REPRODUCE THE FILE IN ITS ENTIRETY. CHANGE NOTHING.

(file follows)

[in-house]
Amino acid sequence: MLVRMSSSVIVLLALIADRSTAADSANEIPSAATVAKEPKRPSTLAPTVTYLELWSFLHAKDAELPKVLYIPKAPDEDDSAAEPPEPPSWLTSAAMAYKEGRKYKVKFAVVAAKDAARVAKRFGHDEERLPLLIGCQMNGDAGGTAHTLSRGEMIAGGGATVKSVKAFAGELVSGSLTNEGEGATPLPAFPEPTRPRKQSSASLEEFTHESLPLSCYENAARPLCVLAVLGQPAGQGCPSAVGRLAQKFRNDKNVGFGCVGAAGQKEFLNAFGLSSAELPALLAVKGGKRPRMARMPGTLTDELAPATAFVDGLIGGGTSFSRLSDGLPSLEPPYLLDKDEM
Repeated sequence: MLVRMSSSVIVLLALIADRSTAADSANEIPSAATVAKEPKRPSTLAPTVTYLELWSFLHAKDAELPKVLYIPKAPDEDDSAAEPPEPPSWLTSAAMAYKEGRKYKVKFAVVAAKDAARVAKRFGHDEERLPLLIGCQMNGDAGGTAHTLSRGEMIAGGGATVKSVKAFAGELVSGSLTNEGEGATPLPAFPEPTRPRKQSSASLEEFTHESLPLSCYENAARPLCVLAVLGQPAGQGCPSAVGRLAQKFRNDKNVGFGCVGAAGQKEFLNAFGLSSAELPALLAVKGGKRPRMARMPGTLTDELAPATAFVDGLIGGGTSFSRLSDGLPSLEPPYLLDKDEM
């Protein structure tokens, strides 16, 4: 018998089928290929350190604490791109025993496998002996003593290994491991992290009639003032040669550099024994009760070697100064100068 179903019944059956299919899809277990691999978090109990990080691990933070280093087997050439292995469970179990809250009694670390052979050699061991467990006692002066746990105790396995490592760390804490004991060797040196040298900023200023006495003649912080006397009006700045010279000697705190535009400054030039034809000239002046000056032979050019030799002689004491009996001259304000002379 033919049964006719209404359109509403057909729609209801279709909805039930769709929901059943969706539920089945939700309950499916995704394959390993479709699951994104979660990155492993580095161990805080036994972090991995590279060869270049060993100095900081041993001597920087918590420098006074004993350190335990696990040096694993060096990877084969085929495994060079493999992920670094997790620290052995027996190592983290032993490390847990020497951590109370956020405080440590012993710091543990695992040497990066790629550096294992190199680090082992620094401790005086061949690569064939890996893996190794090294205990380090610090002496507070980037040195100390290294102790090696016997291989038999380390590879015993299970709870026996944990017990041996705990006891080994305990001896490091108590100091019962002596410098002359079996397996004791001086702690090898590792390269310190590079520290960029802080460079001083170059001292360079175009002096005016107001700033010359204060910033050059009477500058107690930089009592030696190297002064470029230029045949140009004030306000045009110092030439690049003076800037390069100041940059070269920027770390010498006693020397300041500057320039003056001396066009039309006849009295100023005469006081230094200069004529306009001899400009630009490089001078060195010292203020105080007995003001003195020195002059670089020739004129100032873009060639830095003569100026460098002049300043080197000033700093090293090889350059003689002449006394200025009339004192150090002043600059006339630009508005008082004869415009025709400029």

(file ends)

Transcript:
[in-house]
Amino acid sequence: MLVRMSSSVIVLLALIADRSTAADSANEIPSAATVAKEPKRPSTLAPTVTYLELWSFLHAKDAELPKVLYIPKAPDEDDSAAEPPEPPSWLTSAAMAYKEGRKYKVKFAVVAAKDAARVAKRFGHDEERLPLLIGCQMNGDAGGTAHTLSRGEMIAGGGATVKSVKAFAGELVSGSLTNEGEGATPLPAFPEPTRPRKQSSASLEEFTHESLPLSCYENAARPLCVLAVLGQPAGQGCPSAVGRLAQKFRNDKNVGFGCVGAAGQKEFLNAFGLSSAELPALLAVKGGKRPRMARMPGTLTDELAPATAFVDGLIGGGTSFSRLSDGLPSLEPPYLLDKDEM
Repeated sequence: MLVRMSSSVIVLLALIADRSTAADSANEIPSAATVAKEPKRPSTLAPTVTYLELWSFLHAKDAELPKVLYIPKAPDEDDSAAEPPEPPSWLTSAAMAYKEGRKYKVKFAVVAAKDAARVAKRFGHDEERLPLLIGCQMNGDAGGTAHTLSRGEMIAGGGATVKSVKAFAGELVSGSLTNEGEGATPLPAFPEPTRPRKQSSASLEEFTHESLPLSCYENAARPLCVLAVLGQPAGQGCPSAVGRLAQKFRNDKNVGFGCVGAAGQKEFLNAFGLSSAELPALLAVKGGKRPRMARMPGTLTDELAPATAFVDGLIGGGTSFSRLSDGLPSLEPPYLLDKDEM
């Protein structure tokens, strides 16, 4: 018998089928290929350190604490791109025993496998002996003593290994491991992290009639003032040669550099024994009760070697100064100068 179903019944059956299919899809277990691999978090109990990080691990933070280093087997050439292995469970179990809250009694670390052979050699061991467990006692002066746990105790396995490592760390804490004991060797040196040298900023200023006495003649912080006397009006700045010279000697705190535009400054030039034809000239002046000056032979050019030799002689004491009996001259304000002379 033919049964006719209404359109509403057909729609209801279709909805039930769709929901059943969706539920089945939700309950499916995704394959390993479709699951994104979660990155492993580095161990805080036994972090991995590279060869270049060993100095900081041993001597920087918590420098006074004993350190335990696990040096694993060096990877084969085929495994060079493999992920670094997790620290052995027996190592983290032993490390847990020497951590109370956020405080440590012993710091543990695992040497990066790629550096294992190199680090082992620094401790005086061949690569064939890996893996190794090294205990380090610090002496507070980037040195100390290294102790090696016997291989038999380390590879015993299970709870026996944990017990041996705990006891080994305990001896490091108590100091019962002596410098002359079996397996004791001086702690090898590792390269310190590079520290960029802080460079001083170059001292360079175009002096005016107001700033010359204060910033050059009477500058107690930089009592030696190297002064470029230029045949140009004030306000045009110092030439690049003076800037390069100041940059070269920027770390010498006693020397300041500057320039003056001396066009039309006849009295100023005469006081230094200069004529306009001899400009630009490089001078060195010292203020105080007995003001003195020195002059670089020739004129100032873009060639830095003569100026460098002049300043080197000033700093090293090889350059003689002449006394200025009339004192150090002043600059006339630009508005008082004869415009025709400029």